It's also important to distinguish between the type of slavery discussed here and chattel slavery as it was practiced in the US or other places in the past five hundred years. These rules were primarily regarding an individual selling themselves into servitude for a period not to exceed six years. Unable to provide for themselves, they would become slaves, exchanging their work for provision of food and shelter, and would go free without further payment in the seventh year. If they considered living under the protection and provision of their boss preferable to trying to make it on their own, they could declare themselves a slave for life by piercing their ear as described in Deuteronomy 15. But verse 16 expressly prohibits stealing a person to sell into slavery, or owning a person who has been sold in this way.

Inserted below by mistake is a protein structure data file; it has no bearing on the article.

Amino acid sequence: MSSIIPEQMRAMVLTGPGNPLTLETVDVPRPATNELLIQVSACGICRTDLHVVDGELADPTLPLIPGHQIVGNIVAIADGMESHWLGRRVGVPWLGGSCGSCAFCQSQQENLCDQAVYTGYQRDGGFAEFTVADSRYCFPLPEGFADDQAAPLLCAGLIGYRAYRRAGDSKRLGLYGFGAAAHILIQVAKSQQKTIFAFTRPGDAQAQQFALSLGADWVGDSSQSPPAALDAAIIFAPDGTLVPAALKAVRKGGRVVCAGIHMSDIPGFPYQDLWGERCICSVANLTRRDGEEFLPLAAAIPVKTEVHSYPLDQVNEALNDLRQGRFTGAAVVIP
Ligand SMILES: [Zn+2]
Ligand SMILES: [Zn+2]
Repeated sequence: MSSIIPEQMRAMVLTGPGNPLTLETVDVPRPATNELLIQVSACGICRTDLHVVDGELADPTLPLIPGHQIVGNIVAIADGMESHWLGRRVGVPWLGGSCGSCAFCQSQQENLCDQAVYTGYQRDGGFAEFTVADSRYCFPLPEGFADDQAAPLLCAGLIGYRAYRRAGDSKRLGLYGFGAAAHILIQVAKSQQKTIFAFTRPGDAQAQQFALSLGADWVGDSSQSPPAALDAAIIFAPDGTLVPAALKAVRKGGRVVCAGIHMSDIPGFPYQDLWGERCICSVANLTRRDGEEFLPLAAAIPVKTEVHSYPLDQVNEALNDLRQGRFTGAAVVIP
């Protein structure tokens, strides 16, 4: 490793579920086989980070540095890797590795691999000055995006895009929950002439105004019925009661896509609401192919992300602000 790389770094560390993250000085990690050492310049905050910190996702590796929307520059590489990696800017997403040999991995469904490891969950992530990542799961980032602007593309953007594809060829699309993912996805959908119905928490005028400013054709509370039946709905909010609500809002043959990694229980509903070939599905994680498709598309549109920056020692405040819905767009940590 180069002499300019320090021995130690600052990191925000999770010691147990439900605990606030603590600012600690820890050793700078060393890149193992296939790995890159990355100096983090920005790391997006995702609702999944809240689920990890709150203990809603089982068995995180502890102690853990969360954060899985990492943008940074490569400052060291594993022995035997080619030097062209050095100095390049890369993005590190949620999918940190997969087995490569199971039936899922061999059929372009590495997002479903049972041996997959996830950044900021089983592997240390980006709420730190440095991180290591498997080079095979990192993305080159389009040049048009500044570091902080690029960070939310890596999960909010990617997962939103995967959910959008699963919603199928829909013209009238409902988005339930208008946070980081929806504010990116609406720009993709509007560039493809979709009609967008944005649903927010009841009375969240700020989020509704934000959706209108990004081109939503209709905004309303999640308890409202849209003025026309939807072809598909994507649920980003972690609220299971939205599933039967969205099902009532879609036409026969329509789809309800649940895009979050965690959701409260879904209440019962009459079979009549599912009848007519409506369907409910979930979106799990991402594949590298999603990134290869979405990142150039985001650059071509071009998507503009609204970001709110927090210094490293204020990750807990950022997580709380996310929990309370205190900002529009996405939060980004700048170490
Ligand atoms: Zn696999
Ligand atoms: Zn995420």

At least if the person were a man and a Hebrew.
Women, who were sold as concubines, and foreigners, who were captured during war, didn't have these rights. To our modern minds, we find it hard to stomach this treatment, but in the context of this period in history, the commands in this chapter provided for improved treatment. For example, they required the man to provide for his concubine - even if he took another wife - without diminishing her provisions and released her without penalty if he failed to provide.
There are also some important foundations for law, such as taking responsibility for actions that hurt others even when they were not intentional. Ignoring the risk of an animal that has injured people in the past and paying for damage done by your animal are examples.
Even as we bristle at the notion that God didn't simply declare all slavery to be an abomination, we need to be mindful that there are more human beings held in slavery today than ever before in history. It is estimated that over 400,000 Americans are being trafficked today. Another 15,000 or more foreign nationals are being held as slaves in America.
There are many organizations that work to educate the public to recognize the signs of trafficking and to help women and children, who comprise 80% of all slaves, to escape and find safety.